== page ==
I was thinking these days how I was taking for granted many of the iPhone's features. Multi-touch, yes that's a cool thing. I couldn't imagine going back to a regular phone now. Games? Definitely, I can play as much as I like and the AppStore has more than enough to choose from. But the regular things we all do on our iPhone, those we take for granted. Things like talking on the phone or text-messaging. Apple built in three cool sensors that not everyone knows are there, but all use them, whether we like it or not. I'm talking about the accelerometer, the proximity sensor and the ambient light sensor.
We've seen this sensor implemented on more than one occasion in games and applications from the AppStore. But strip your iPhone of everything you've installed. Make it out-of-the-box, and the accelerometer is still in play. Whenever you're writing a message, an email or browsing the web, if you're using the landscape keyboard, it's that cool accelerometer that determines when to switch your iPhone's keyboard to landscape mode. Or take for instance Photos or iPod. It's the same sensor that triggers the screen image to rotate as well.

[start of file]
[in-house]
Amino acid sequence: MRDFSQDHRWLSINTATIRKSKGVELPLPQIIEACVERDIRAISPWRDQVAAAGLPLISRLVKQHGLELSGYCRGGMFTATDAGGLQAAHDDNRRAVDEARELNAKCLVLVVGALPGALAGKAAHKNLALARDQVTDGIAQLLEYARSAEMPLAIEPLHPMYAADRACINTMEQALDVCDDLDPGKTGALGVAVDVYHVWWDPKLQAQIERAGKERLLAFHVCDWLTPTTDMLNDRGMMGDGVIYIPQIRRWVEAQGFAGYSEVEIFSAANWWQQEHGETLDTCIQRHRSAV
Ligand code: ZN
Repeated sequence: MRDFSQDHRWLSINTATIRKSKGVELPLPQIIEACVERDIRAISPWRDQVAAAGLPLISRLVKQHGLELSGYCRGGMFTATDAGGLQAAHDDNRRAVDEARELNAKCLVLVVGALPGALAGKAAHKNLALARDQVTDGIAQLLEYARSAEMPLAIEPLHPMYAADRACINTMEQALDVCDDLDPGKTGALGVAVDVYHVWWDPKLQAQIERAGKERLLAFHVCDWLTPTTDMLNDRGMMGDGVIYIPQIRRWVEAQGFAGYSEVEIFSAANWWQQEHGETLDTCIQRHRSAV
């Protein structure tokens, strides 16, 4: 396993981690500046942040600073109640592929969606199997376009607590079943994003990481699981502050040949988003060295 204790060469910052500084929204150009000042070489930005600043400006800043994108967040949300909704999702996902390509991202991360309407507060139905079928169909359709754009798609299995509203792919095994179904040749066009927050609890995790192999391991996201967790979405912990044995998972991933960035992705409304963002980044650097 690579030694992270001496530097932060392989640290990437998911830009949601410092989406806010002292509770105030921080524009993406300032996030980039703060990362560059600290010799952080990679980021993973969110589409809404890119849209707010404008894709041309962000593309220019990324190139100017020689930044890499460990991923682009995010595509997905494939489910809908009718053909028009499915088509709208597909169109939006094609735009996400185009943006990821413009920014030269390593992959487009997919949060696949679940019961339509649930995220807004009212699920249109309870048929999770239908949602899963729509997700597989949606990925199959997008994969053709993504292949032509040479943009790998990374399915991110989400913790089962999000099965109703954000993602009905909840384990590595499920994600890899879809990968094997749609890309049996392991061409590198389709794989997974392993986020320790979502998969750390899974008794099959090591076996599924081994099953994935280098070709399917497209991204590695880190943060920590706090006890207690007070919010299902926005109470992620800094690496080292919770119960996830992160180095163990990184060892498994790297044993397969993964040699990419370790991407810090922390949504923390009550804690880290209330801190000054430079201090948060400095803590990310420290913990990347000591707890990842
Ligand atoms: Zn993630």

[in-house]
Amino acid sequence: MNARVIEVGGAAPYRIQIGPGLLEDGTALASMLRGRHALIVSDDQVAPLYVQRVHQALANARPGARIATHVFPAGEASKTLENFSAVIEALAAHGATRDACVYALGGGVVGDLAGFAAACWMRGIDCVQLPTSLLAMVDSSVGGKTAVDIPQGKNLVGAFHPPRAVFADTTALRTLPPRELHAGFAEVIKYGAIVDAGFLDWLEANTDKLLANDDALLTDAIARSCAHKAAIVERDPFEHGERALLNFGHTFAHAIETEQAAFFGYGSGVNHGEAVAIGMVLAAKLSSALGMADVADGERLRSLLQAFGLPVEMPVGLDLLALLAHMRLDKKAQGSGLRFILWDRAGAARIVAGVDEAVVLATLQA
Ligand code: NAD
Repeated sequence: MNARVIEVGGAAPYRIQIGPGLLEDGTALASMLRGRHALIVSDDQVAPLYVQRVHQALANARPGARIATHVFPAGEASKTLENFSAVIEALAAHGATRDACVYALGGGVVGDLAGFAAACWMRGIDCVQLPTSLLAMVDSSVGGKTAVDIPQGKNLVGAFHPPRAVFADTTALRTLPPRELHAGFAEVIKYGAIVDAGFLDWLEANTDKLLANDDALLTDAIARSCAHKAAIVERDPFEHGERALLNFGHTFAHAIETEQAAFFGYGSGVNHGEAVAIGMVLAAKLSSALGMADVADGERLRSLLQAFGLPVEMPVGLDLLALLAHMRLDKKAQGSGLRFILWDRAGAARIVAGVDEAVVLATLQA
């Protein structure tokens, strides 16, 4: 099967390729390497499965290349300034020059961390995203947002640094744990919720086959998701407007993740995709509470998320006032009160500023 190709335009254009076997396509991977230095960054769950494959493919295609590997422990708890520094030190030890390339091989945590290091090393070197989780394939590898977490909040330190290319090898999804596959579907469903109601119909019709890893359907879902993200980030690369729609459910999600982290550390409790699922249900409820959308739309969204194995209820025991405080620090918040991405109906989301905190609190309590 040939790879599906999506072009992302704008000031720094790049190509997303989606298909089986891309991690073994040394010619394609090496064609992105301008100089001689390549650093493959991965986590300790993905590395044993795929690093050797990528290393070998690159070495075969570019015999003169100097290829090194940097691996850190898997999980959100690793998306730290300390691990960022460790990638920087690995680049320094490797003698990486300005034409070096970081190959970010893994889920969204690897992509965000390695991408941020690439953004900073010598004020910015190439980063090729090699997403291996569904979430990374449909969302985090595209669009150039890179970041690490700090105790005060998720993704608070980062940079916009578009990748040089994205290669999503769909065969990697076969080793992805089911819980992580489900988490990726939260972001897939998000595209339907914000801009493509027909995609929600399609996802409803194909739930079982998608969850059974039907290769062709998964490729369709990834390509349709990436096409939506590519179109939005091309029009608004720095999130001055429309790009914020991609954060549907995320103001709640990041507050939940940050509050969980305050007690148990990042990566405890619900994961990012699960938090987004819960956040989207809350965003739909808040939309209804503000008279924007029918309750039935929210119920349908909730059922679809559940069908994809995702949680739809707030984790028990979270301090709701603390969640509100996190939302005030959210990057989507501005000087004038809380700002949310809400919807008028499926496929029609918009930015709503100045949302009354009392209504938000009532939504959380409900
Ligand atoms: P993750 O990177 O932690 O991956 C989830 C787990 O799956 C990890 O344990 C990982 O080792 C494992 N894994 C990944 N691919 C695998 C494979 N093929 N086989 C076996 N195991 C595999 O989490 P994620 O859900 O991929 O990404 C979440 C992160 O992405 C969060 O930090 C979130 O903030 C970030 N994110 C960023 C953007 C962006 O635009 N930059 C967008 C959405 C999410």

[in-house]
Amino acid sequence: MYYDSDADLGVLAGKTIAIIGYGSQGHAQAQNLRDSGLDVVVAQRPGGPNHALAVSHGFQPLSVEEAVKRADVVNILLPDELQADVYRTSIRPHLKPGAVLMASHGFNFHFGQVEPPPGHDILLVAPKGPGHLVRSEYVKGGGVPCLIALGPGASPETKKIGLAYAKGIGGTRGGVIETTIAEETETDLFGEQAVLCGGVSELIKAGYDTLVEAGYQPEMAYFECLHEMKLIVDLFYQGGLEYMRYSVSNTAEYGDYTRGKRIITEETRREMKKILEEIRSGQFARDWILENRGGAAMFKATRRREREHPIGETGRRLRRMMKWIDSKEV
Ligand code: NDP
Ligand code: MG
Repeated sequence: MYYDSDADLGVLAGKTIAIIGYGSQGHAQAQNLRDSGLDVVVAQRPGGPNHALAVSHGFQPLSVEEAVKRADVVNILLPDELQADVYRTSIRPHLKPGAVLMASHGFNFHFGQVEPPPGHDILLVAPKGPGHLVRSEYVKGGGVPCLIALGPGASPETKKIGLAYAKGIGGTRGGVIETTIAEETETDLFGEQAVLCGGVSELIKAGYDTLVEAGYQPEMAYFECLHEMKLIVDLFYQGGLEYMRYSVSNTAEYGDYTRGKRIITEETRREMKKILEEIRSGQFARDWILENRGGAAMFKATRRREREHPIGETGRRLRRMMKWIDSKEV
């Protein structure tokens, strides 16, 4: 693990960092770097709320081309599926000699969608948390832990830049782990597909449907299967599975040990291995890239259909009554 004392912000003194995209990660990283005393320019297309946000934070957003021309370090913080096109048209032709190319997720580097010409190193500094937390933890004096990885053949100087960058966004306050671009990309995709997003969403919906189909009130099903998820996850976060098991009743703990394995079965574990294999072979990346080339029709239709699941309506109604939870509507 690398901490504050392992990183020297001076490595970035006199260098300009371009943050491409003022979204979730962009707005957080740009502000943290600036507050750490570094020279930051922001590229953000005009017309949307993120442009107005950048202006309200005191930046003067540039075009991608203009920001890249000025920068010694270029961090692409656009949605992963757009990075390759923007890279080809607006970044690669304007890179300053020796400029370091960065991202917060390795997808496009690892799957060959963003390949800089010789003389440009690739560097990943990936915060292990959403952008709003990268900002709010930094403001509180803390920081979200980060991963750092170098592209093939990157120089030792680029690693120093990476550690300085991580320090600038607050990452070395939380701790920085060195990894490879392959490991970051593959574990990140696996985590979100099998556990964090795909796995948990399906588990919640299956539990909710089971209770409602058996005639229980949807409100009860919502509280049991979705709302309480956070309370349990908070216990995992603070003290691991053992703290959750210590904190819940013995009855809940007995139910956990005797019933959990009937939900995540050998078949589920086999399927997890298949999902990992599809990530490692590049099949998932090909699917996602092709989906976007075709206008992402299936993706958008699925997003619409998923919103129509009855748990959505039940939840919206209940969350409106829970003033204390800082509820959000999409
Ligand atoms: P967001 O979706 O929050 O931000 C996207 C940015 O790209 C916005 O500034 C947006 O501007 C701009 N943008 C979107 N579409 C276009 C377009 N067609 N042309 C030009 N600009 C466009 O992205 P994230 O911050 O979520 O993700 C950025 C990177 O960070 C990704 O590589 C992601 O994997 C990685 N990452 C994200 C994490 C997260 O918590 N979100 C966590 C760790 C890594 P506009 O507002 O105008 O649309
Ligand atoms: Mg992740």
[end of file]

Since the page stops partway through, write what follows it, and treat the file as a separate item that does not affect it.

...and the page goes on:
The Proximity Sensor
I haven't seen this one used a lot in AppStore applications, although I do remember one in specific (see my review of EggRunner). The proximity sensor (geez that so sounds like The Matrix) is the sensor that shuts off the screen illumination and touch sensitivity when the phone is against your ear. So whenever you're talking on the phone, quickly take it away from against your ear, and look at the screen. For a split second it will be blank, and that's because of the proximity sensor. The sound reasoning behind this is that when you're talking on the phone, you don't need the light on and you definitely shouldn't have touch enabled.
The Ambient Light Sensor
This is definitely the most used sensor with your iPhone. Every time you start the iPhone, it comes into play. The ambient light sensor detects the lighting and adjusts the screen brightness accordingly, by either dimming the display or brightening it. It basically samples ambient light and adjusts the display to be perfectly readable to the eye.
You can play around with it a bit and experiment. For example, when you wake the iPhone, place your finger on the sensor (it's located on the left-hand side, on the top of the iPhone's rim), you force it into thinking that it's dark outside, it dims screen-brightness, and saves up battery.